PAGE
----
Even dropping down on the raised earth bank I often hid behind, crappy image though a wonderful sight be seeing so close
 A pair of Yellow Wagtails were also on the site and stayed past the time they normally migrate off. Soon enough I saw them always returning to one particular spot. Definitely a breeding attempt but due to not being able to get back onto the site I can't confirm if it was successful or not.
Given so few Y'wags breeding in the county I was more than happy to find another pair to add.

 There was plenty of Sandmartins and of course Pied Wagtail.
Little Egrets all from Summer Leys
 This one is full frame and uncropped at 500mm focal length not sure how I didn't clip it's wings
Reed Warbler, Summer Leys

 Juvenile Reed Warbler

This is my favourite record shot ever as I never knew nor seen a dragonfly catch a moth mid-air and predate it.
Sedge Warbler, guess where....Summer Leys

 Treecreeper (juvenile)
 Grass Snake
Last ones from Summer Leys are juvenile Starlings

I found this lane whilst out looking for owls, it is a dead end with a huge cattle farm and a extremely chatty and friendly farmer. We got talking about all things and Spotted Flycatchers which surprised me. He pointed out he has three pairs (he does as well) but despite 6 birds only one juvenile fledged the nests!!!!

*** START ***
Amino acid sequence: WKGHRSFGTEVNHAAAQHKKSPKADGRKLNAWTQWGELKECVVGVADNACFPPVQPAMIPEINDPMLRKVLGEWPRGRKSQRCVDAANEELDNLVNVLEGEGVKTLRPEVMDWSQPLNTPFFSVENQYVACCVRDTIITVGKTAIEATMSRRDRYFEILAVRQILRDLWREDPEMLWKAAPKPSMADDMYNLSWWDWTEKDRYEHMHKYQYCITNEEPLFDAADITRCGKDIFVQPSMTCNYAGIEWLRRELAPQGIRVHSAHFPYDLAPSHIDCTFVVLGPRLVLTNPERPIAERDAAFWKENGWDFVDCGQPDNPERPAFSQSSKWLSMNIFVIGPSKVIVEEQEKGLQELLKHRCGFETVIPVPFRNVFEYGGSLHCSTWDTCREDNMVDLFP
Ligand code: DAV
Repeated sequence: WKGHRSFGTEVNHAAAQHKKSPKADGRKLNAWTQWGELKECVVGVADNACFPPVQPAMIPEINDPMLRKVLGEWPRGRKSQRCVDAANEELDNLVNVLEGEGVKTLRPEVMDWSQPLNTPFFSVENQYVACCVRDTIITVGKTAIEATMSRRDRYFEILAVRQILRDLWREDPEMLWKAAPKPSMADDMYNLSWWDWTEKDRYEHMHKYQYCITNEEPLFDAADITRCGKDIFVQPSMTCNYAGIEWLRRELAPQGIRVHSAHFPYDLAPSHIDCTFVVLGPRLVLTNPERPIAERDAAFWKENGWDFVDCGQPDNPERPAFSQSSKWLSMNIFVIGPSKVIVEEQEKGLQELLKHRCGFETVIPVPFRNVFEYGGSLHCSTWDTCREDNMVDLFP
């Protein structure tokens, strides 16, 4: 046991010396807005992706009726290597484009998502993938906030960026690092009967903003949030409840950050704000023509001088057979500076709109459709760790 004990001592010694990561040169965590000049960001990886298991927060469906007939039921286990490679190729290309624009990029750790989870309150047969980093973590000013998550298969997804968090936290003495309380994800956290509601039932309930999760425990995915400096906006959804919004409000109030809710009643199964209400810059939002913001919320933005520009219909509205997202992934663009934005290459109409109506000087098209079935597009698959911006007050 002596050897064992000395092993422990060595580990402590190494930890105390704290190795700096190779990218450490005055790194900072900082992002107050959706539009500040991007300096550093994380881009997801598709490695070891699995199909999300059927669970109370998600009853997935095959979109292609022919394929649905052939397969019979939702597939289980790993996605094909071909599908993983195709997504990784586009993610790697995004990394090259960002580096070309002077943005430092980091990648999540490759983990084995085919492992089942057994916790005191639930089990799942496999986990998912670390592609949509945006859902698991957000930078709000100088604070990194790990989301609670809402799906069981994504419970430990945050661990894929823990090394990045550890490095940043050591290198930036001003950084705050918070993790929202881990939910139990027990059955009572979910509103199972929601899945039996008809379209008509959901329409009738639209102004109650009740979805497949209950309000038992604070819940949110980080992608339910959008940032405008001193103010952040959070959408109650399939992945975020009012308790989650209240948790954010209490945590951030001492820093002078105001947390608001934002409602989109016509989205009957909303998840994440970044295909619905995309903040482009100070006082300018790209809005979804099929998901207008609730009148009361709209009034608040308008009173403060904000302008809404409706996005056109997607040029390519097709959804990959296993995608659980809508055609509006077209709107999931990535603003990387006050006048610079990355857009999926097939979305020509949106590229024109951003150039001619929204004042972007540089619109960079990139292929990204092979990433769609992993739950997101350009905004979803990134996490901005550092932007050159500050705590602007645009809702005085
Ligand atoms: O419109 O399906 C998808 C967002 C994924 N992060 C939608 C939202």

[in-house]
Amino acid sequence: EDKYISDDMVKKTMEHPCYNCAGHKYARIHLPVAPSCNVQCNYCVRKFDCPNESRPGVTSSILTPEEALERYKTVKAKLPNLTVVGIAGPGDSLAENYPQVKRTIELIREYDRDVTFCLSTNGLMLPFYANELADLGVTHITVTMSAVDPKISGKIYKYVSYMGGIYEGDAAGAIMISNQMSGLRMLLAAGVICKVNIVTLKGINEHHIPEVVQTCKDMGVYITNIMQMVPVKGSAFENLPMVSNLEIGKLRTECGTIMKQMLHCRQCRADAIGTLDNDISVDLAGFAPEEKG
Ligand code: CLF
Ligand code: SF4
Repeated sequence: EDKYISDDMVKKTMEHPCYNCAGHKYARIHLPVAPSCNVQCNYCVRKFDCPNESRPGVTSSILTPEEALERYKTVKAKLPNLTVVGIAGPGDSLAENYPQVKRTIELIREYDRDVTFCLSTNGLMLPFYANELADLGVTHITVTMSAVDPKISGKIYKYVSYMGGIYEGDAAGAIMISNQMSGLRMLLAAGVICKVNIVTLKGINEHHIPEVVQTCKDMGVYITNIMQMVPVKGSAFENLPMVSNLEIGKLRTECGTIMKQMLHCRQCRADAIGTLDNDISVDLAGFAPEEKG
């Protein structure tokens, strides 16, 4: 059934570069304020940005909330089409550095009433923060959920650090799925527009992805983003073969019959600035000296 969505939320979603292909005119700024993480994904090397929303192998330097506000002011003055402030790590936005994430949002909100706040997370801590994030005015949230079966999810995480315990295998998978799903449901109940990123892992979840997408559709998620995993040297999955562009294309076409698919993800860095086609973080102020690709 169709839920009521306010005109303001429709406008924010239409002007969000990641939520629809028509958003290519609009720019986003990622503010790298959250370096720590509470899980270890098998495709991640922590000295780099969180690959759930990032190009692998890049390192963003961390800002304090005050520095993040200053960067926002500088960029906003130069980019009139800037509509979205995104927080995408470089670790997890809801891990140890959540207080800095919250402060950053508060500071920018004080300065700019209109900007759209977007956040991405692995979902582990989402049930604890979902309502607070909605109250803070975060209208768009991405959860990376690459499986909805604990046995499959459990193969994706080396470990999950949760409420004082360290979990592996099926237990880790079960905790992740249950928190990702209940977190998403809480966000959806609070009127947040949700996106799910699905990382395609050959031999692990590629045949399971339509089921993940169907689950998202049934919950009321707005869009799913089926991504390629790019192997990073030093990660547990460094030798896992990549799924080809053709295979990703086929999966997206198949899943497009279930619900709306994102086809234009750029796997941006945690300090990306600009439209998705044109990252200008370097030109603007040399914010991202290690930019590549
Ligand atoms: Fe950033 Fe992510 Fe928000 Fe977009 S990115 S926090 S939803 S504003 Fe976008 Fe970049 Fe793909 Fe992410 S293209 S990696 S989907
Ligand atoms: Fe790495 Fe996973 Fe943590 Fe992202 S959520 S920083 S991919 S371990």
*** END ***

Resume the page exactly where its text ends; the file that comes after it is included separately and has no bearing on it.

Bit of a theme going on, juvenile Spotted Flycatcher

I love and equally hate this next image, juvenile Starlings
Also present were Swallows. Honestly I've never seen so many Swallows. The farmer reckons he's got over 30 nests on his property. He ain't lying either, every time a sparrowhawk turns up and flushes them up I estimate 100+ birds!

A Common Tern from Welford Reservoir
Pied Wagtail too.

A female BlackCap, errm a juvenile.

 Ringed Plover from Holowell Reservoir
 Guess what, juvenile Dunlin from Holowell Reservoir

And finally a Barn lol